CIOs: 5 Big Data Operational Changes To Make Now
Preparing Your Organization for GDPR Compliance
The threat of a $24 million fine is enough to make any organization sit up and listen to what changes they must make to adhere to new European Union laws on data protection. But, in preparing for General Data Protection Regulation (GDPR), are U.S. companies focused too much on the “data” in their big data clusters? David Dingwall, of Fox Technologies, believes so. He says putting these clusters through GDPR compliance is dependent on some fundamental technical setups. Getting the “plumbing” wrong can bypass all that expensive compliance process review work and cause your organization to fail audit reviews.
The beauty of building extra-large Linux clusters is that it’s easy. Hadoop, OpenStack, hypervisor and HPC installers enable you to build on commodity hardware and deal with node failure reasonably simply. However, a minimum fine of at least €20 million (US$24 million) for a GDPR violation does make you focus on how auditors are going to treat their review of your organization’s people-related data storage and manipulation.
Most of the GDPR review articles you may have read in the last 12 months reinforce that privacy and encryption of people data is hugely important. Multiple layers of encryption for data at rest and in transit through your infrastructure is appropriate. However, when dealing with new big data infrastructures, crucial audit areas of concern include being clear how the software manipulates, aggregates, anonymizes or de-anonymizes (soon to be illegal in the U.K.) people data.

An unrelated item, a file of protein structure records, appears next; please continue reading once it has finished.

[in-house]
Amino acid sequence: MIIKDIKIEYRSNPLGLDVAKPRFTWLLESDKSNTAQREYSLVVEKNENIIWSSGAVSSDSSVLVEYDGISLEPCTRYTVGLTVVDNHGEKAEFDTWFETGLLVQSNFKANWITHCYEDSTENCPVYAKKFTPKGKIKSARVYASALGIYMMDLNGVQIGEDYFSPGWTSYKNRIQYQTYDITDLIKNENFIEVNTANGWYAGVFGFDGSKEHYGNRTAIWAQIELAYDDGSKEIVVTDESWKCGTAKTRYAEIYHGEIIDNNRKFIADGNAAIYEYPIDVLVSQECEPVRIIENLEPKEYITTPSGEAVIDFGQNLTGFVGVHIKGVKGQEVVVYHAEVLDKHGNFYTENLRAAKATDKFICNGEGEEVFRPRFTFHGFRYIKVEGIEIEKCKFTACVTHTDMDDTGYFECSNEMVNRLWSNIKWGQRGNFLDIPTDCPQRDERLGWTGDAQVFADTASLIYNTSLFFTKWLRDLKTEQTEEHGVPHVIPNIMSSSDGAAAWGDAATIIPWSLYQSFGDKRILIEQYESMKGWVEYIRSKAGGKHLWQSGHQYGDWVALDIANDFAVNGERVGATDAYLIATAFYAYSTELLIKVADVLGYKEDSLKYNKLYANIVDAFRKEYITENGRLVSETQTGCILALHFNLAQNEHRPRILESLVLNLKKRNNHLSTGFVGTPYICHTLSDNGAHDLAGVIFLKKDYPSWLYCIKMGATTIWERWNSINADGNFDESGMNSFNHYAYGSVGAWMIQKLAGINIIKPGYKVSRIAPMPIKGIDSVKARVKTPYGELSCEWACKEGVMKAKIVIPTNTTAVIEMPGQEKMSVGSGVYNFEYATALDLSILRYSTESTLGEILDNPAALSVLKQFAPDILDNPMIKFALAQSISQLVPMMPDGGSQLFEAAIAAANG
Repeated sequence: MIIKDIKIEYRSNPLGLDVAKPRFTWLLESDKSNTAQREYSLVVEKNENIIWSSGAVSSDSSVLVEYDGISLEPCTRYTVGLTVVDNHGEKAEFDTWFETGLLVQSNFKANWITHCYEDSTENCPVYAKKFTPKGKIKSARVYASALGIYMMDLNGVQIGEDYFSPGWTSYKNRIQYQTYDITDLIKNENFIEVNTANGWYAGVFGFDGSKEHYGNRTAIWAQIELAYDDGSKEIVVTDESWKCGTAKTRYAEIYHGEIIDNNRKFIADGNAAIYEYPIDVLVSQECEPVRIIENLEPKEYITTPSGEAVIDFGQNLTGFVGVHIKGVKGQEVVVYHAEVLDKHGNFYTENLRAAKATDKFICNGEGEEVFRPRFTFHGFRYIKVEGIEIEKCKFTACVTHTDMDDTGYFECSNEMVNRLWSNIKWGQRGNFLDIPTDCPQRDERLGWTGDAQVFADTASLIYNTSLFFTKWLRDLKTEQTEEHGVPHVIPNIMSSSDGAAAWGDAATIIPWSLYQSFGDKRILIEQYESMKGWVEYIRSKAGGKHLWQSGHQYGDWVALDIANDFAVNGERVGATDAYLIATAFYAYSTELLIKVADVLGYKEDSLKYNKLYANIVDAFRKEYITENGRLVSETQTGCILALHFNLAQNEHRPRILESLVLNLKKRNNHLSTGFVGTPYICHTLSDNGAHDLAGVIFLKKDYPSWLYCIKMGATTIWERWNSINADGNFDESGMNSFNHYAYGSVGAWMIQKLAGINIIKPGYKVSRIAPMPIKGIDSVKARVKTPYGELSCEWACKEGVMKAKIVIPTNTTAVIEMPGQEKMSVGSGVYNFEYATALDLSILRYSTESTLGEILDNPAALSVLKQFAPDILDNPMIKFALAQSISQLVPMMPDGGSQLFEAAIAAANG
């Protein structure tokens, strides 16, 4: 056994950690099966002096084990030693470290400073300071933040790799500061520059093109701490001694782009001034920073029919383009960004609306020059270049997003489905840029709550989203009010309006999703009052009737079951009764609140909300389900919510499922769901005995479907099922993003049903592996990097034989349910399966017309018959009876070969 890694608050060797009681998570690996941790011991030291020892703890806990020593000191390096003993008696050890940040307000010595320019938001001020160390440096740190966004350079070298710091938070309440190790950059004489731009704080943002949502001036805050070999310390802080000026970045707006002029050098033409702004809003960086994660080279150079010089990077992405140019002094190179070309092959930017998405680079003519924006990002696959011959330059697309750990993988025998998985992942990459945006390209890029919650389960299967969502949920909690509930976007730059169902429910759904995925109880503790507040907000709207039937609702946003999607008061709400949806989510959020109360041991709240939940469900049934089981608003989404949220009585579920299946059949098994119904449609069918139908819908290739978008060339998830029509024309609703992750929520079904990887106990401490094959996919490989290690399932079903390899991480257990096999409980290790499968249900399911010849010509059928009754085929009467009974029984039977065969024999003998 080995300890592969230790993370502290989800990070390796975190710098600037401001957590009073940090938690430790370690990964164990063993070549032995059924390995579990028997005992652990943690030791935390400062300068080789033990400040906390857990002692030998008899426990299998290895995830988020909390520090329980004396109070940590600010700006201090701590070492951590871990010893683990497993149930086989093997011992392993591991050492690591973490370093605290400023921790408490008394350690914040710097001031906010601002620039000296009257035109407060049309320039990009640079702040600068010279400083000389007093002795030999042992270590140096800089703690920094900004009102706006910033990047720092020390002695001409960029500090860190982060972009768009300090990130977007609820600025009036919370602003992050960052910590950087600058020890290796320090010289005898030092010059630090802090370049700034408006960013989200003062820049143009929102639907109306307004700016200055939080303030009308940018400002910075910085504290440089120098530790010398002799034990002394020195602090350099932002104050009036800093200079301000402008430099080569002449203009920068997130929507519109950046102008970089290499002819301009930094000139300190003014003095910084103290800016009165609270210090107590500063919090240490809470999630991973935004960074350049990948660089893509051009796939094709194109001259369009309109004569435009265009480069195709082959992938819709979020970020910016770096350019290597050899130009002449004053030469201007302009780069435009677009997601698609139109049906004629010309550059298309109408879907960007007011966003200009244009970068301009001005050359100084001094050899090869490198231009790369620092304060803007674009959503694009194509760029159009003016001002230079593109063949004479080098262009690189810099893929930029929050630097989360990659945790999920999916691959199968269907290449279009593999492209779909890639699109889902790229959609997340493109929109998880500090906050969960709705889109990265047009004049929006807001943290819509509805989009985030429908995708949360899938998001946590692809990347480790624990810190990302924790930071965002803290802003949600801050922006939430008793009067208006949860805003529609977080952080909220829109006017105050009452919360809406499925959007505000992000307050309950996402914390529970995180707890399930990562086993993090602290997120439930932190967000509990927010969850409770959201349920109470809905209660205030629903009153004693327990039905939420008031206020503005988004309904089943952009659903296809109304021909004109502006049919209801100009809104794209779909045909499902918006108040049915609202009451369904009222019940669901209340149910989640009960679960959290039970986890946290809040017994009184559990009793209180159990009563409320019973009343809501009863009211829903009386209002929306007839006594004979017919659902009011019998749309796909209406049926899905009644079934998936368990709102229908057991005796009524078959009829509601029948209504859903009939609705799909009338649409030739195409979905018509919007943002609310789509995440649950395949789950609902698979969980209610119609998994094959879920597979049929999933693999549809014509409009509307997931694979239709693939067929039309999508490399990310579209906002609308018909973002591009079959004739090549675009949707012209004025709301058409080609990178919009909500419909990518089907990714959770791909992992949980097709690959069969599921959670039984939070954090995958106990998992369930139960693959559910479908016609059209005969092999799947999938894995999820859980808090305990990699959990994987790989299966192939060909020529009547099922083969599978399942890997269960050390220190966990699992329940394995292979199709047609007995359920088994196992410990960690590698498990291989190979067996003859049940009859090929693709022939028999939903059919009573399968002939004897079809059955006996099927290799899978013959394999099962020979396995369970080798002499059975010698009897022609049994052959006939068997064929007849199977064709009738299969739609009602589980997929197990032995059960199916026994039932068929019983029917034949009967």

There are some key lessons from the financial services marketplace, which have been using Linux-based HPC and blade clusters for data modelling and forecasting for the last 15 years, especially the operational planning and setup that make ongoing cycles audits easier to complete.
Big Data Cluster Fundamentals: The Large Sausage Machine Without Real People
There is temptation to build a new data-processing cluster on a standalone network to constrict data movement, with supplemental admin access on a second corporate LAN interface. Once loaded, however, like an Oracle database in the past, a data work package for Hadoop and HPC clusters tends to execute all running data transforming tasks in a cluster with a single account (e.g., “hadoop”), not the submitting user ID.
Audit needs to prove not just how personal data is stored, but also how data is manipulated. Therefore, this includes understanding who on your staff can create, change or log in at these application-specific accounts, or worse, the operating system root account.
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